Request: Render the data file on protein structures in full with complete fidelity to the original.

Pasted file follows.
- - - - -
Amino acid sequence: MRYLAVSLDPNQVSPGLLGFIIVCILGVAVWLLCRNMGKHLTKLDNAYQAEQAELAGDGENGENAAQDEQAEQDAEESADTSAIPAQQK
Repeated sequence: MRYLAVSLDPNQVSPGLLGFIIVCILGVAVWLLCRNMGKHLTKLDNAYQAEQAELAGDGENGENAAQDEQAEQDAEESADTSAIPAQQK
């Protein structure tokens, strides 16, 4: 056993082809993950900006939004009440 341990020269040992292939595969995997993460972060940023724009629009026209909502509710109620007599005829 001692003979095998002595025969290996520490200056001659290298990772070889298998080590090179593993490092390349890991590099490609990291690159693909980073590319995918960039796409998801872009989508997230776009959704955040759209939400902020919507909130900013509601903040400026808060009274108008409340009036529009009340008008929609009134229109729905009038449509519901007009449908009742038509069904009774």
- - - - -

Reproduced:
Amino acid sequence: MRYLAVSLDPNQVSPGLLGFIIVCILGVAVWLLCRNMGKHLTKLDNAYQAEQAELAGDGENGENAAQDEQAEQDAEESADTSAIPAQQK
Repeated sequence: MRYLAVSLDPNQVSPGLLGFIIVCILGVAVWLLCRNMGKHLTKLDNAYQAEQAELAGDGENGENAAQDEQAEQDAEESADTSAIPAQQK
């Protein structure tokens, strides 16, 4: 056993082809993950900006939004009440 341990020269040992292939595969995997993460972060940023724009629009026209909502509710109620007599005829 001692003979095998002595025969290996520490200056001659290298990772070889298998080590090179593993490092390349890991590099490609990291690159693909980073590319995918960039796409998801872009989508997230776009959704955040759209939400902020919507909130900013509601903040400026808060009274108008409340009036529009009340008008929609009134229109729905009038449509519901007009449908009742038509069904009774």